The igniter consists, preferably, of a small strip of a relatively high-resistance conductor, I), connected to the conductors O, which project to or beyond the plane of the butt-end of the cartridge. These conductors may be expanded or bent so as to insure contact with the electrodes G G.

In the form shown in Fig. 3 portions of the conductor are embedded in the breech-piece of the gun in such a manner that when the cartridge is in position for firing the exploder will be in contact with these conductors. The ignitermay all be of platinum, if desired.

The operation of firing is evident from the drawings. The cartridge being in position,it is only necessary to pull the trigger in the usual manner, when the electrodes G G will be brought in contact with the conductors connected with the primer, completing the electric circuit. The platinum wire will immediately become incandescent, exploding the fulminate, and consequently the cartridge.

- The resiliency of the coils or springs D D will restore the trigger to its normal position. If, however, it is necessary,the usual spring may be provided for this purpose.

It will be observed that one of the essential features of my improvedigniter consists in the fact that it may be made as a separate and comparatively inexpensive article of manufacture, and may be applied to existing forms of cartridge-shells with very little trouble, and, further, the primer may be removed from the exploded shell and used again in other cartridges.

Instead of the galvanic or storage battery,a magneto or dynamo-electric generator may be used. This generator can be operated by a spring or other means of storing energy, in which case the operation of the trigger would first release the stored power and cause it to operate the generator, thereby producing the necessary current to ignite the explosive.

It is evident that numerous modifications of the devices shown or described may be adopted without departing from the spirit of my invention.

I do not herein claim an electrical igniter consisting of a strip of high-resistance conductor adapted to be inserted in the primingrecess of an ordinary recessed cartridge, and

having enlarged terminals, as I reserve the right to'make a separate application for the same, and it is distinctly understood that I waive no rights to such invention by this dis claimer.

I claim- 1. The combination, with a cartridge-shell having a priming-recess in its base adapted to contain the fulminate, of an igniter consisting of a high-resistance conductor embedded in the fulminate, and having terminals,whereby electric contact may be made, substantially as described.

2. The combination, with the cartridgeshell I, having a depression or recess in its base for thereception of the fulrninate, of an electrical igniter inserted therein, consisting of the high-resistance conductor having the extensions or electrodes G, substantially as described.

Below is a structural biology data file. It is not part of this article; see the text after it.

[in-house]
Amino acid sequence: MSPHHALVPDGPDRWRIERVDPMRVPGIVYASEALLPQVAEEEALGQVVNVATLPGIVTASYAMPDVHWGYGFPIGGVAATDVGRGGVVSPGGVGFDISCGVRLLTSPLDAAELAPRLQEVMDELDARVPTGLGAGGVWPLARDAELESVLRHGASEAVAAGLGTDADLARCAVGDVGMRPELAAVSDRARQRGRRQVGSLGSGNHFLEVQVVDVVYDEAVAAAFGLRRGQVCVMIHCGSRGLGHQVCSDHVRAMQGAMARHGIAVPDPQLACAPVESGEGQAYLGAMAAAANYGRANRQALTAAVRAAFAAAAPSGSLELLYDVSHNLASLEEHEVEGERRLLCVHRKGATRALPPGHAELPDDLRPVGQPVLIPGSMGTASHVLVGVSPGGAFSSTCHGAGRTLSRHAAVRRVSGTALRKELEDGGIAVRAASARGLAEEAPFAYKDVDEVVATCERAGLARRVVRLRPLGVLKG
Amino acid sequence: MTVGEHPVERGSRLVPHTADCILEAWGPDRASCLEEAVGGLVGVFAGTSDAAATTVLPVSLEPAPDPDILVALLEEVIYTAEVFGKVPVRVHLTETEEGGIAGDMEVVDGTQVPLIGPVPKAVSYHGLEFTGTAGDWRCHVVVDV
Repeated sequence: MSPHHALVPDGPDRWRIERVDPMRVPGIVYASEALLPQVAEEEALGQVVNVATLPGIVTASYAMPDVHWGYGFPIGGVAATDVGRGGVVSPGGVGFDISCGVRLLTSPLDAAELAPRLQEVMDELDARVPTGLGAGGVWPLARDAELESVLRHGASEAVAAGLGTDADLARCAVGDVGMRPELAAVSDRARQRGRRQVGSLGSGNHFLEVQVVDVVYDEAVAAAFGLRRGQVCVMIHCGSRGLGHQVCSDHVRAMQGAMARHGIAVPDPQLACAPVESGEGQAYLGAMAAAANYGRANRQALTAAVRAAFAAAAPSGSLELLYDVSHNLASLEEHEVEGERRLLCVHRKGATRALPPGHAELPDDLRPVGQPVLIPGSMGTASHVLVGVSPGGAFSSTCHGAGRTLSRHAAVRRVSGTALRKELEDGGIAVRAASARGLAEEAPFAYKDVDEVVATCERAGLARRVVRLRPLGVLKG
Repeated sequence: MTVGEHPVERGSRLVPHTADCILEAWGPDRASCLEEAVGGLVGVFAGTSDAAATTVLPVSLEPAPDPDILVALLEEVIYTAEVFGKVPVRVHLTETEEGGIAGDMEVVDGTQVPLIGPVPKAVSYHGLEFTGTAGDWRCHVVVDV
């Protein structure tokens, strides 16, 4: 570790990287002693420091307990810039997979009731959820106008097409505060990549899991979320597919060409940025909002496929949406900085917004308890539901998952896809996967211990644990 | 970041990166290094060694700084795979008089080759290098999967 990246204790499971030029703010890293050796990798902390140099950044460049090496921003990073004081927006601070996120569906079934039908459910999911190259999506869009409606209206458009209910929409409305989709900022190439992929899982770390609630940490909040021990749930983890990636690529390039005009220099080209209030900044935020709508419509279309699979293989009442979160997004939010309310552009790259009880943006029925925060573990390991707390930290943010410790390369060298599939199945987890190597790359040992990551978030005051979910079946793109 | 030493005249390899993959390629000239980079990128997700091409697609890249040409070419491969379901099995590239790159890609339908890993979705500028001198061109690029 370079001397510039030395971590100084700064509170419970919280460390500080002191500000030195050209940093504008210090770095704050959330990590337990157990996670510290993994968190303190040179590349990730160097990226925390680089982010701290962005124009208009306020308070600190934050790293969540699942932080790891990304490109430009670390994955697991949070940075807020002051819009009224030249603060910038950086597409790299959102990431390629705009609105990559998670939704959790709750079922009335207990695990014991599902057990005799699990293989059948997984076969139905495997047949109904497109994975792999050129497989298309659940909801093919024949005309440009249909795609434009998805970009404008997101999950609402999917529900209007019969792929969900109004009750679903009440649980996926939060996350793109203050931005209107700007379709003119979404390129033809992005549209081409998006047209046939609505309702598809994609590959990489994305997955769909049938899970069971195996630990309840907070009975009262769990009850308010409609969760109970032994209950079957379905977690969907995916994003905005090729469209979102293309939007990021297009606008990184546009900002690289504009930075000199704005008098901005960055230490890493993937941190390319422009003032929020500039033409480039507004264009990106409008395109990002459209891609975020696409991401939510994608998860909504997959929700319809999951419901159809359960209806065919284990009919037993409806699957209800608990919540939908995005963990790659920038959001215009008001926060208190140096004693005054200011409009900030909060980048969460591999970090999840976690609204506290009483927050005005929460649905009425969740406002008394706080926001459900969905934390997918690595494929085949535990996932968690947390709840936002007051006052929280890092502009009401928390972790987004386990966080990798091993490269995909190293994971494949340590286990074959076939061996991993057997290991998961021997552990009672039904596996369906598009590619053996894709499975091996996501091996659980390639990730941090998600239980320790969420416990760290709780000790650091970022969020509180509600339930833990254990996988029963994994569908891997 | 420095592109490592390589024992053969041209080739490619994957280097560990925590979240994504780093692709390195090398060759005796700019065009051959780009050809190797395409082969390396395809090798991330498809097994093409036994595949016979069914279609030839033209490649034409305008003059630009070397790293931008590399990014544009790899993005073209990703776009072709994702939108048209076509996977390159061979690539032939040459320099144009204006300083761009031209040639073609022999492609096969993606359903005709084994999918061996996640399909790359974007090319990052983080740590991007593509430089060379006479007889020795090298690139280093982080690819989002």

3. The combination, with the breech piece or stock of a firearm, of a generator of electricity located therein, a trigger, conductors connecting said trigger and generator, and electrodes connected to and carried by said trigger, and adapted to be operated thereby to close an electric circuit, substantially as described.

l. The combination, substantially as described, of a breech piece or stock of a firearm, a generator of electricity located.therein, atrigger, resilient conductors connecting said trigger and generator, and opposite electrodes supported and operated by said trigger adapted to close the circuit, as set forth.

5. The combination of a cartridge provided with a recess in its base containing a fulminate and an electrical igniter with tlie frame of a gun, and a trigger carrying electrodes connected with a source of electricity, the said electrodes being adapted to close the circuit through the igniter upon the movement of the trigger.

In testimony whereof I have signed my name to this specification in the presence of two subscribing witnesses.

RICHARD H. S. THOMPSON.

-Witnesses:

H. D. WVINsoR, IV. E. VVINson.

Referenced by
Citing PatentFiling datePublication dateApplicantTitle
US2978827 *Jun 15, 1956Apr 11, 1961Moderne De Fabrications MecaniMeans for electrically firing fire-arms
US3255547 *Jan 28, 1965Jun 14, 1966Grego IncFirearm bolt mechanism for firing electric filament primed cartridges
US3495349 *Dec 26, 1967Feb 17, 1970Moore Alvin EElectrically-fired gun having a vertically movable missile transferring and firing chamber means
US5784821 *Jul 15, 1997Jul 28, 1998Gerard; Donald G.Electrically discharged and gas operated firearm
US6543330 *Oct 22, 2001Apr 8, 2003Rheinmetall W & M GmbhGun for firing electrically-ignitable cartridges containing electronic components
DE202016102072U1Apr 20, 2016Jul 25, 2016Aria Products L.L.C.Auslagebehälter
Classifications
Cooperative ClassificationF41A19/58